The First Gulf War of 1990–91 was in response to Iraq’s invasion and occupation of its rival oil-exporting neighbour Kuwait. Following a month of air attacks, a United Nations-authorised task force from thirty nations, including Australia, moved against Iraqi positions in Iraq and Kuwait, causing Iraqi forces to retreat and hostilities to cease.
In 2002 the United Nations Security Council passed Resolution 1441, which called for Saddam Hussein’s regime to cooperate with United Nations weapons inspectors to verify that Iraq was not in possession of weapons of mass destruction (nuclear, chemical and biological weapons).
In 2003 the United States demanded military action against Iraq, stating that it was concealing such weapons and alleging links with terrorist groups such as Al Qaeda. Unable to secure United Nations’ backing for military action, the United States and its ‘coalition of the willing’, including the United Kingdom and Australia, commenced operations against Iraq. Between 2003 and 2009 more than 20,000 Australian Defence Force personnel saw service in Iraq.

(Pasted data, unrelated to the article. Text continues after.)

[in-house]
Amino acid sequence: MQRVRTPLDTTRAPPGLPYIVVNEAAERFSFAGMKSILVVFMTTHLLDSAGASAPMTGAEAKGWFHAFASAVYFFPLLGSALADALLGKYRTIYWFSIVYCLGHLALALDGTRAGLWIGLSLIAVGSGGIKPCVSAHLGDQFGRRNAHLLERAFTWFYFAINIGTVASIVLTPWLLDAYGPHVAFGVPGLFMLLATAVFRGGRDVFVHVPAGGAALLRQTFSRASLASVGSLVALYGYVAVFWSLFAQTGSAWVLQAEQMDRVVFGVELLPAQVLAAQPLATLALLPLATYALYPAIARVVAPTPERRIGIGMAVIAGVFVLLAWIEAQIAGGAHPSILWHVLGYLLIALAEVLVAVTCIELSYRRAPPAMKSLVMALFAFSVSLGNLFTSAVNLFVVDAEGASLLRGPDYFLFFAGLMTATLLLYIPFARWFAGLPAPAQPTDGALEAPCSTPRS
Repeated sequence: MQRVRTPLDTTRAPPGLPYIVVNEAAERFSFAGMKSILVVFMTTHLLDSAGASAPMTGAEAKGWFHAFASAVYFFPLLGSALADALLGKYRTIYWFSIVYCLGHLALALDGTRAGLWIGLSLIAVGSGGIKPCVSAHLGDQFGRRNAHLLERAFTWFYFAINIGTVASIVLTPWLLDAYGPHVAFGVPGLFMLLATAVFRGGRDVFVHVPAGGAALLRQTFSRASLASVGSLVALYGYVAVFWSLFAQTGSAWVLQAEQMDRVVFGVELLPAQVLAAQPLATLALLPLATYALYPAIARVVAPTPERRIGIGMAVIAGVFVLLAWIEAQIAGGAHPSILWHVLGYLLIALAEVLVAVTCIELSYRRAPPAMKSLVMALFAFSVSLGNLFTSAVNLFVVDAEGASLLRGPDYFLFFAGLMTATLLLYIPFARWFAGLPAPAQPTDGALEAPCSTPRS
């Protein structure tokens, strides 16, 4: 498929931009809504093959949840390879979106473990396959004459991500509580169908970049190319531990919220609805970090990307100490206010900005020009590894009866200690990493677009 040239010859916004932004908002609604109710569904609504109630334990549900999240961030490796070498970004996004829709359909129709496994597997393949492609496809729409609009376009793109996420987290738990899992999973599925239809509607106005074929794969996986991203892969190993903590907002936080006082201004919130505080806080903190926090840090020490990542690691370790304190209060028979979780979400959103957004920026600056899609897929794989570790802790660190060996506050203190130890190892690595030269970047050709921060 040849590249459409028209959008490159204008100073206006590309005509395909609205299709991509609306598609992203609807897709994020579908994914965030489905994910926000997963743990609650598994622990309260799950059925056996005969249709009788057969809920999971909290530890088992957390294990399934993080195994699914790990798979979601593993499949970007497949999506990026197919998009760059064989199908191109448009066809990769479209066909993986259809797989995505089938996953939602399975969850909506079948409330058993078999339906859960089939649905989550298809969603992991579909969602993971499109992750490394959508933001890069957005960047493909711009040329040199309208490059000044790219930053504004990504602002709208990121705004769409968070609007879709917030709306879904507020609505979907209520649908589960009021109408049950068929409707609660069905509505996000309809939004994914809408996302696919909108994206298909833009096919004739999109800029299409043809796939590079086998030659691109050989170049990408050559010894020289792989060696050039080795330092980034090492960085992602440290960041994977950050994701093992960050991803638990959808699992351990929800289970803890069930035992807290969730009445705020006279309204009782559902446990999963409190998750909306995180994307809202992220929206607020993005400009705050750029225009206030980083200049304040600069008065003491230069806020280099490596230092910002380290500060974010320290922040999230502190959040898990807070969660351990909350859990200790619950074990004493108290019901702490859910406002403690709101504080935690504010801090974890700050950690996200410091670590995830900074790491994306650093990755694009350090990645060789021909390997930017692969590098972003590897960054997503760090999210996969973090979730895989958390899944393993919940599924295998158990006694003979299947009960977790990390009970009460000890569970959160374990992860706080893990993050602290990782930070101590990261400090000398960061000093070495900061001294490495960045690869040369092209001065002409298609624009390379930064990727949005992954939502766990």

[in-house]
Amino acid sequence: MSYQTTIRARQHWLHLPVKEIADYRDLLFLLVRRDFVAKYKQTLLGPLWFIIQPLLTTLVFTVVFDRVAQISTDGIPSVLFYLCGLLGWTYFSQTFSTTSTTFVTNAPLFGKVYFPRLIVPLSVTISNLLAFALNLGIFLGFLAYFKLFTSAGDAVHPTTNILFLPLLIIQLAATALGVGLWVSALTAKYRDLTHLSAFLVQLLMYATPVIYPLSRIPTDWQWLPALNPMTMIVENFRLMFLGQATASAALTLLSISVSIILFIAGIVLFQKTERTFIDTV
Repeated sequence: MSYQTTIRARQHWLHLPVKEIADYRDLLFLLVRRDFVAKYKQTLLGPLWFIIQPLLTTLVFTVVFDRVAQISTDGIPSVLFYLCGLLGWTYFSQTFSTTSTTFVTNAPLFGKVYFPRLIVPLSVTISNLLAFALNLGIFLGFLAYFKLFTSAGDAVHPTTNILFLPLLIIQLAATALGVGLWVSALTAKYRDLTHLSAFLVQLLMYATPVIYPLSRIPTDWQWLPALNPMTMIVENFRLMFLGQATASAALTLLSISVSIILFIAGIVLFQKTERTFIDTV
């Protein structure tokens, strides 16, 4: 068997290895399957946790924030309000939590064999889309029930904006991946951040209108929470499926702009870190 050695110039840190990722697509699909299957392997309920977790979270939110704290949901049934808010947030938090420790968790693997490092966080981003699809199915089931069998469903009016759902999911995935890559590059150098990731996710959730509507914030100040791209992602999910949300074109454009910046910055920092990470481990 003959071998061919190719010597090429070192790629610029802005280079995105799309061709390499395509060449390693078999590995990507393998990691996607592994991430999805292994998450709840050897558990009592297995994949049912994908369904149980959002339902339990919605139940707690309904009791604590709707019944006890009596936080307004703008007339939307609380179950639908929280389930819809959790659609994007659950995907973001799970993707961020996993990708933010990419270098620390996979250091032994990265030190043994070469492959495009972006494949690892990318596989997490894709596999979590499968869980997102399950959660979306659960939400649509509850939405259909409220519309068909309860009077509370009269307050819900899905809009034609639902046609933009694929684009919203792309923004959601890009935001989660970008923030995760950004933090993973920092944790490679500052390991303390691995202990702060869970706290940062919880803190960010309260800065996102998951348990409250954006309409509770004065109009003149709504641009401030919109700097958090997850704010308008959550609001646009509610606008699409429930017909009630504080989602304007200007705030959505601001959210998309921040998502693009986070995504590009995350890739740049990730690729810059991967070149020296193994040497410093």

The donor of this badge, John Ellis, writes:
I wore this anti-Iraq/Afghanistan War
badge intermittently to
demonstrations and to other events. It was worn to
protest the bombing
of Iraq and the on-going appalling loss of lives and the destruction
that continues to the present day. The popular feeling after 9/11 was
that these actions were in retaliation for the destruction of the Twin
Towers in New York. However, after many years of protesting US foreign
policies, I feel the principle reason behind the wars has more to do
with oil supplies to the US.
This badge is important to me as it
demonstrates my opposition to war. I
wore it to let
people know how I felt
and hopefully to influence them. When
wearing the badge, it was a
connection with other peace activists.